The case of the missing indictment for the three NATO protesters charged with terrorism has been solved by the group's lawyers, who discovered the documents at the Cook County Court clerk's office and released them Wednesday.
Lawyers of the NATO 3 were initially denied access to the charges, which include material support for terrorism, possession of an incendiary device, conspiracy to commit terrorism, solicitation to commit arson, attempted arson and two counts of unlawful use of a weapon. The newly released documents show each activist with 11 felony charges each, more than was originally assumed.
"The fact that the indictment charges the defendants with 11 serious felonies, including 'terrorism' and two separate 'conspiracy' charges for the alleged possession of 4 makeshift incendiary devices shows that the State is intent on continuing its strategy to sensationalize this case," said attorney Michael Deutsch with the People's Law Office and the National Lawyers Guild (NLG), in a press release. "The prosecutor controls the grand jury and is able to obtain a rubber-stamped indictment for any charges it desires."
The case against Brent Betterly, Jared Chase and Brian Jacob Church, who are in jail on a $1.5 million bond each, was marred by a lack of information from its inception. Deutsch was denied a copy of the indictment - in response, prosecutors said they were not legally obligated to provide it before the arraignment hearing.
In response to Deutsch being denied a copy of the indictment, Judge Adam Bourgeois Jr. said at a hearing last week: "It seems a little strange, but that's the way it is."
In addition, prosecutors have not shared evidence regarding alleged materials to make firebombs found in the raided apartment, according to defense attorneys of the detained activists.
The State's Attorney's office did not respond to requests for comment.
Church, Chase and Betterly, who were arrested in May during an undercover operation and were said to have been planning an arson attack on Obama's campaign headquarters, could spend years in jail while the case makes its way through the courts.
"The common thread running through the NATO 3 case and other similar contemporary cases is politically motivated infiltration," said NLG spokesperson Kris Hermes. "Given that no Molotov cocktails or other incendiary devices have been used at any political demonstration in the U.S. in recent memory, questions of whether law enforcement is in fact provoking or manufacturing criminal activity remain unanswered and extremely relevant."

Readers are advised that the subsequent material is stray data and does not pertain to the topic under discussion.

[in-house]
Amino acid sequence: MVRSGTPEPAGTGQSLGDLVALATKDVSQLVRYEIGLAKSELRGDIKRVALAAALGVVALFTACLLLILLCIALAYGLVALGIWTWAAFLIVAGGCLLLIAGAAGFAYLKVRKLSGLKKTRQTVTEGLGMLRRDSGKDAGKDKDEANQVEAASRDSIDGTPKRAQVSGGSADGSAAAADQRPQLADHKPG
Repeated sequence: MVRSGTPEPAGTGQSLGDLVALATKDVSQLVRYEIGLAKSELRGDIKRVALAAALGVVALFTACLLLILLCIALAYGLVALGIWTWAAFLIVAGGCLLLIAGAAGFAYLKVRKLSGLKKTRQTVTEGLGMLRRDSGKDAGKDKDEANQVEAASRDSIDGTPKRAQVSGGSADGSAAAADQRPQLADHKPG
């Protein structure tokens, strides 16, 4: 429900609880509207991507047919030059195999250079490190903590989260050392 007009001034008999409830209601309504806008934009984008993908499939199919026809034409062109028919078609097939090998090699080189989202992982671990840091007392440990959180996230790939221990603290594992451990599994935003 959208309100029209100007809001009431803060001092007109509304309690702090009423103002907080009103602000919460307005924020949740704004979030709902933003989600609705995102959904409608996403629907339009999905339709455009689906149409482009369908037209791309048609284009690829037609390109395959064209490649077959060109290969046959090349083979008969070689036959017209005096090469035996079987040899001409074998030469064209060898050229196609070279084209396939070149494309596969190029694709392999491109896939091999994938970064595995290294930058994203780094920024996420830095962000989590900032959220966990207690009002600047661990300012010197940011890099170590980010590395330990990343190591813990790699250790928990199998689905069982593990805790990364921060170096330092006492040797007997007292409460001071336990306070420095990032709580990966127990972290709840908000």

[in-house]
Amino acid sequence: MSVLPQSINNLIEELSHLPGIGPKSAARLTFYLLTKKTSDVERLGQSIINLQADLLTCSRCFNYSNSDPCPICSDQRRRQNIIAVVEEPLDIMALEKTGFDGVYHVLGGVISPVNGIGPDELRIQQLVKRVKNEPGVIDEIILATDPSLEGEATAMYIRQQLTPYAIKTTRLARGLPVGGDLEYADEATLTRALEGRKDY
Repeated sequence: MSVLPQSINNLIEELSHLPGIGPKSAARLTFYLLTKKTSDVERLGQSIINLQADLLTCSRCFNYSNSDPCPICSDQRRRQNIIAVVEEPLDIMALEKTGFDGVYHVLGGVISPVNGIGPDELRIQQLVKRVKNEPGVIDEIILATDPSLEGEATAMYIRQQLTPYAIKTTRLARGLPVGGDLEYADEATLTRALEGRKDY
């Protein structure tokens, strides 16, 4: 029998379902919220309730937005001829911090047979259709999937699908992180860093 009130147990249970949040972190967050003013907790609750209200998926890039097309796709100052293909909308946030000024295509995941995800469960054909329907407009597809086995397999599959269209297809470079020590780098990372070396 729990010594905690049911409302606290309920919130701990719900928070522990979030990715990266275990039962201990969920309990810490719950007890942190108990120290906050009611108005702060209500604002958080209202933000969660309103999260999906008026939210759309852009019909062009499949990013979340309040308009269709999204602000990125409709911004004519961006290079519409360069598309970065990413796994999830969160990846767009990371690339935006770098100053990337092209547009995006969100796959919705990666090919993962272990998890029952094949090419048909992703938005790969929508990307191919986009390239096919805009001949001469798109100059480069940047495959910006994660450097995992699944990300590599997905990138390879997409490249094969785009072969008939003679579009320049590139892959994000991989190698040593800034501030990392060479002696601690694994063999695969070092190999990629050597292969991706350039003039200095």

The three NATO defendants were arrested along with eight others only days before the NATO summit in May during a raid on the home of two Occupy Chicago activists. They were then held for up to 68 hours before receiving their charges; of the eleven arrested at the house, five continue to be held and the rest were released.
Among those arrested during the home raid were two undercover police officers - "Mo" and "Gloves" - both of whom, it was subsequently revealed, had been infiltrating Occupy Chicago for months prior to the protests.
The case of the NATO 3 is the first time the state's attorney's office has prosecuted under the Illinois terrorism statute, say defense lawyers, but the pattern of entrapment isn't new to Occupy.
Hermes cites the case of the Cleveland 5, Occupy activists with federal terrorism and explosive charges who commentators say were led on by active infiltration.
Hermes says that the short-term goal of the city "which was to discredit the NATO demonstrators and perhaps diminish the number of people on the streets protesting" was achieved by the arrest of the NATO 3.
But, he continued, "Unfortunately now these three men are paying the price ... and remain the unfortunate consequence of the city's desire to create hysteria around so-called terrorism charges."
Occupy groups around the country are calling for an international day in solidarity with the detained NATO protesters for July 2, the day of the arraignment. Hermes said the three will plead "not guilty."
"There are real questions whether these crimes are being manufactured," said Hermes, "and whether they would happen at all if they didn't involve state actors."